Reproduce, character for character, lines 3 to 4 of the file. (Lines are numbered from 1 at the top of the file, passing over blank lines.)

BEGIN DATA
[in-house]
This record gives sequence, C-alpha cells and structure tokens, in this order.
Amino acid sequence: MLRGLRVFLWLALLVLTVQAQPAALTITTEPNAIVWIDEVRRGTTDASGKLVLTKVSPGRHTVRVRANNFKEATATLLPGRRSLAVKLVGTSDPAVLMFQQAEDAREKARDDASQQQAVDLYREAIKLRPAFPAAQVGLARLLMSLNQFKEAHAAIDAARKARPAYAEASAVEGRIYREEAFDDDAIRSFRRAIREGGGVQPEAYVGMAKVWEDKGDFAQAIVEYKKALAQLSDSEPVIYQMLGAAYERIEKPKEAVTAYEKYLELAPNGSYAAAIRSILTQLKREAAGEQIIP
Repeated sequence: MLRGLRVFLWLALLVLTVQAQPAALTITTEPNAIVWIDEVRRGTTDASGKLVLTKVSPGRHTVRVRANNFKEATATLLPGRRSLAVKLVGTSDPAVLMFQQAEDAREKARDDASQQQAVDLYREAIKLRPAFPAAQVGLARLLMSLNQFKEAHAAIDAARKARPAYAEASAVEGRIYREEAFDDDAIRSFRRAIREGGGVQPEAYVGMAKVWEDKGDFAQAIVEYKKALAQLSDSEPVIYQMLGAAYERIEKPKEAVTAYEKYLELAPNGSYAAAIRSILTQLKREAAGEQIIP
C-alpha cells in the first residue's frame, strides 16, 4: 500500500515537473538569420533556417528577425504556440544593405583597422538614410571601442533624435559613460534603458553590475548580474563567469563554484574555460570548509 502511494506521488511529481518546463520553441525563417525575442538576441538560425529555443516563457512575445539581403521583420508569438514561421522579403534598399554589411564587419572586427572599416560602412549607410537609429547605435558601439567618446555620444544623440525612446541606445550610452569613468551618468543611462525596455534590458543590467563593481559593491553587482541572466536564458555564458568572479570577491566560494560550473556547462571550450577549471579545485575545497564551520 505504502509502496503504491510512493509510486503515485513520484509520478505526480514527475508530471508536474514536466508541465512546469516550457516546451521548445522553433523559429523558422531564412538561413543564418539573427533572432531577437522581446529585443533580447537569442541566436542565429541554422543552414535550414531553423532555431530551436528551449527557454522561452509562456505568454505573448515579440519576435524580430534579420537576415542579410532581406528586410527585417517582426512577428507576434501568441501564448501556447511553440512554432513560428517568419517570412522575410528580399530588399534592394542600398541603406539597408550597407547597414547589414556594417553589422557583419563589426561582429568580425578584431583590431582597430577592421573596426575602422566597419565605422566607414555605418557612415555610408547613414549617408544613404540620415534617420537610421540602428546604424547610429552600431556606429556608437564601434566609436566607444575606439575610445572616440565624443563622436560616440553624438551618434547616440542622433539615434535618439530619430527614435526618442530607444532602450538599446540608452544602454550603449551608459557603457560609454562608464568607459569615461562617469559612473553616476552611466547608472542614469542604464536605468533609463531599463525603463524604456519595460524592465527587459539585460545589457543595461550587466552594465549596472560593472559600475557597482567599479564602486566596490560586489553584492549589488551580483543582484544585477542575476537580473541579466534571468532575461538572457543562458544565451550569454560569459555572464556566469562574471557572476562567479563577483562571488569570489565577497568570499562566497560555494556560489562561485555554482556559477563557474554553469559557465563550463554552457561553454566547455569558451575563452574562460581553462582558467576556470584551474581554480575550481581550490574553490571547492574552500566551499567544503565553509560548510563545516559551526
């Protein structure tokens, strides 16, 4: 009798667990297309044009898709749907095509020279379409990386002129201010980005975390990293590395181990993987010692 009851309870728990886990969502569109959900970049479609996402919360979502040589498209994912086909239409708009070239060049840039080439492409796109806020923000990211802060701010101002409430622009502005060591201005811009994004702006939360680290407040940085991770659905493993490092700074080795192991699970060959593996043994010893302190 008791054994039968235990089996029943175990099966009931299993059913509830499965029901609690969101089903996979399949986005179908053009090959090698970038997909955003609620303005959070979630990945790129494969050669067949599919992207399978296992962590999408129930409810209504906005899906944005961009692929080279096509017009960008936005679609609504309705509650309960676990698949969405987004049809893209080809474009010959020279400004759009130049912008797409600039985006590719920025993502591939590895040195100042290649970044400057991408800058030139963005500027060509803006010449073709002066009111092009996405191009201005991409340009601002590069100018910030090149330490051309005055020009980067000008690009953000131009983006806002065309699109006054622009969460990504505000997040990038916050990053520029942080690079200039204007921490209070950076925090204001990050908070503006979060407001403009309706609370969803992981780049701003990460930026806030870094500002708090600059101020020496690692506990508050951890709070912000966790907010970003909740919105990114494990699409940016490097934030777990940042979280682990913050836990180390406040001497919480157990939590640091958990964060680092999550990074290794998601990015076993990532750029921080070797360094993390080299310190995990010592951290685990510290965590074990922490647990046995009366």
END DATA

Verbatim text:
Amino acid sequence: MLRGLRVFLWLALLVLTVQAQPAALTITTEPNAIVWIDEVRRGTTDASGKLVLTKVSPGRHTVRVRANNFKEATATLLPGRRSLAVKLVGTSDPAVLMFQQAEDAREKARDDASQQQAVDLYREAIKLRPAFPAAQVGLARLLMSLNQFKEAHAAIDAARKARPAYAEASAVEGRIYREEAFDDDAIRSFRRAIREGGGVQPEAYVGMAKVWEDKGDFAQAIVEYKKALAQLSDSEPVIYQMLGAAYERIEKPKEAVTAYEKYLELAPNGSYAAAIRSILTQLKREAAGEQIIP
Repeated sequence: MLRGLRVFLWLALLVLTVQAQPAALTITTEPNAIVWIDEVRRGTTDASGKLVLTKVSPGRHTVRVRANNFKEATATLLPGRRSLAVKLVGTSDPAVLMFQQAEDAREKARDDASQQQAVDLYREAIKLRPAFPAAQVGLARLLMSLNQFKEAHAAIDAARKARPAYAEASAVEGRIYREEAFDDDAIRSFRRAIREGGGVQPEAYVGMAKVWEDKGDFAQAIVEYKKALAQLSDSEPVIYQMLGAAYERIEKPKEAVTAYEKYLELAPNGSYAAAIRSILTQLKREAAGEQIIP